A # parabola Figure 4. The surface of a rotating liquid is a paraboloid.

The parabola is a curve, with an eccentricity equal to 1, obtained by slicing a cone with a plane parallel to one side of the cone. It is one of the four types of conic section. A parabola can also be considered to be an ellipse with an infinite major axis.

One of the most studied curves in the history of mathematics, a parabola is the outline of the figure obtained if a right circular cone is cut by a plane that is exactly parallel to the cone's side. Just as the circle is a limiting case of the ellipse when the two foci coincide, the parabola is a limiting case of the ellipse when one of the foci is moved to infinity. As the French mathematician Henri Fabre eloquently put it, a parabola is an ellipse that "seeks in vain for its second, lost center." Johannes Kepler drew this further connection between the parabola and other conic sections:

Because of its intermediate nature the parabola occupies a middle position [between the ellipse and the hyperbola]. As it is produced it does not spread out its arms like the hyperbola but contracts them and brings them nearer to parallel, always encompassing more, yet always striving for less – whereas the hyperbola, the more it encompasses, the more it tries to obtain. Figure 1. The parabola

A parabola is the locus of all points in a plane that are equidistant from a given line, known as the directrix, and a given point not on the line, known as the focus (see Figure 1). The Cartesian equation of a parabola that opens upward and has its vertex (turning point) at the origin is y = 4ax2, where a is the distance from the vertex to the focus, and the quantity 4a is known as the latus rectum. More generally, any quadratic equation of the form y = ax2 + bx + c, where a is not zero, graphs a parabola. The simplest form of this, when a = 1, and both b and c are zero, is y = x2. Like the circle, but unlike the ellipse and the hyperbola, the parabola has only one distinct shape. In other words, any parabola can be superimposed exactly on any other parabola simply by rotating, translating (sliding), and/or enlarging or shrinking it.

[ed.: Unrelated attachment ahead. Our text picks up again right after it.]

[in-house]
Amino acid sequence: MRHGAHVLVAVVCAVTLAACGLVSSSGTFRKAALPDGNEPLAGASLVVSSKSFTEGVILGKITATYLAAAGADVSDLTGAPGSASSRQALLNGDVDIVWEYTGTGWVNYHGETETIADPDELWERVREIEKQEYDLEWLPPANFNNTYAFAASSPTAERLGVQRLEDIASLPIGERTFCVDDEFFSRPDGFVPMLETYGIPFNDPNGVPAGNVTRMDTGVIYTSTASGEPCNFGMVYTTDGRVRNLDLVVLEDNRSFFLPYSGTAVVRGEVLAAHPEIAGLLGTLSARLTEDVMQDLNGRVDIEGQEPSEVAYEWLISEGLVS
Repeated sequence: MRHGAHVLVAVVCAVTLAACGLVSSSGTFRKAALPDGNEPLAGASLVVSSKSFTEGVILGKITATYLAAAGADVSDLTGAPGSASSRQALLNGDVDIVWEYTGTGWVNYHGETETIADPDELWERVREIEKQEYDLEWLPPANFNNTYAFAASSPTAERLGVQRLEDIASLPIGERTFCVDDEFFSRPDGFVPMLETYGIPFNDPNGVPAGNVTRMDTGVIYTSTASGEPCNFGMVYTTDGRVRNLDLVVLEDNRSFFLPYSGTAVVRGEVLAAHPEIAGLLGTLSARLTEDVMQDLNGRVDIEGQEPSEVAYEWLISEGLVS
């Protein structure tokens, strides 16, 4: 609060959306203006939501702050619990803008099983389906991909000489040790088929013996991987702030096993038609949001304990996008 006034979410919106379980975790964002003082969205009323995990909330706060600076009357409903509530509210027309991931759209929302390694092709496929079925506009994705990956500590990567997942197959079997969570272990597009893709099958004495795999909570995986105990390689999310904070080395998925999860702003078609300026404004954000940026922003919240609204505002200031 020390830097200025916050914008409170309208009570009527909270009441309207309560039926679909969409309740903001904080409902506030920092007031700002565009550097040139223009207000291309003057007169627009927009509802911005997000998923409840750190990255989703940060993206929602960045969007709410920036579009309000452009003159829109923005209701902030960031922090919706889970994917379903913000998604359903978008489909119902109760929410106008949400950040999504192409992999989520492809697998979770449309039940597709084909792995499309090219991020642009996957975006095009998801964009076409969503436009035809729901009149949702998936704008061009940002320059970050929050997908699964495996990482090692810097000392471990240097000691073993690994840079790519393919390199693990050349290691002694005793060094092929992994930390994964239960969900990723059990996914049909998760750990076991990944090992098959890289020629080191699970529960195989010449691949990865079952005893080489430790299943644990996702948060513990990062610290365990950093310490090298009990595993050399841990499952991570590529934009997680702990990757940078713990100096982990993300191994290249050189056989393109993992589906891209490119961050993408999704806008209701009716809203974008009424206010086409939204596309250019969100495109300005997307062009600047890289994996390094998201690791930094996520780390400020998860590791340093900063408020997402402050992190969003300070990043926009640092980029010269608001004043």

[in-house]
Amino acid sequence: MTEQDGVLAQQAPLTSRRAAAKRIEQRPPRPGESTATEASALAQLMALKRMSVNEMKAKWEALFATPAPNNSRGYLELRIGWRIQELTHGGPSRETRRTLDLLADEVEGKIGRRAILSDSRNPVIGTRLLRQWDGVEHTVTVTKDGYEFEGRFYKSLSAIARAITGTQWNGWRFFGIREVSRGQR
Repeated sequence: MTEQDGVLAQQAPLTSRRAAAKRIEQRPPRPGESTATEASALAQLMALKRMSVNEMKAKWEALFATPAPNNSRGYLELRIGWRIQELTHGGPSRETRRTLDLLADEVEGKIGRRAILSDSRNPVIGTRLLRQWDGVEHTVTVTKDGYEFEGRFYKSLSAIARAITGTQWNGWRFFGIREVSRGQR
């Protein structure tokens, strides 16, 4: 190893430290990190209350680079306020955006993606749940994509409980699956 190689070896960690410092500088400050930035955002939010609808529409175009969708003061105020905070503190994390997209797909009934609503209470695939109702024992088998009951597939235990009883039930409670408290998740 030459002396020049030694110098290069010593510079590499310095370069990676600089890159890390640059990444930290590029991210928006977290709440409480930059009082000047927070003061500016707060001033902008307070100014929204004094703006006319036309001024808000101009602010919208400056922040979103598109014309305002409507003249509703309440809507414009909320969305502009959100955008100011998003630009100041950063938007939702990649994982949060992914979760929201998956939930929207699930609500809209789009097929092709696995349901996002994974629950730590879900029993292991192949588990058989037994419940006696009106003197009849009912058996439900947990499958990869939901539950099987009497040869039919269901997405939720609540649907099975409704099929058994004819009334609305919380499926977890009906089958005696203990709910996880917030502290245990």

Euclid dealt with the parabola in his Conic Sections, and, although this treatise was lost, it provided a foundation for the first four books by Apollonius of the same name. Galileo discovered that a cannonball, or any other projectile launched at an angle to ground, follows a parabolic path: a result that immediately grabbed the attention not only scientists but of monarchs and military leaders. René Descartes, in writing La Géométrie (1637), chose the parabola to illustrate his innovative analytical geometry. In 1992, Rudolph Marcus of the California Institute of Technology won the Nobel Prize in Chemistry for his work showing that parabolic reaction surfaces can be used to calculate how fast electrons travel in molecules. His most famous theoretical result, an inverted rate-energy parabola, predicts electron transfer will slow down at very high reaction free energies.

## Dürer's shell curve Figure 2. Dürer's shell curve

Dürer's shell curve may be defined as follows: given a parabola and a line that is tangent to the parabola, it is the glissette of a point on a line sliding between the parabola and the tangent. It has the equation

(x2 + xy + ax - b2) = (b2 - x2)(x - y + a)2.

## Paraboloid Figure 3. The paraboloid

A paraboloid is the surface of revolution of a parabola (see Figure 3). It is a quadratic surface described by the equation z = a(x2 + y2).

A uniformly rotating liquid acquires a paraboloidal surface (see Figure 4) from the interaction of gravity and centrifugal forces, as can be seen by spinning a pan of liquid on a turntable. This surface is perfect for radio- and optical-telescope mirrors; a mirror surface can be made by spinning plastic resin in a dish while it sets and coating it with a metal.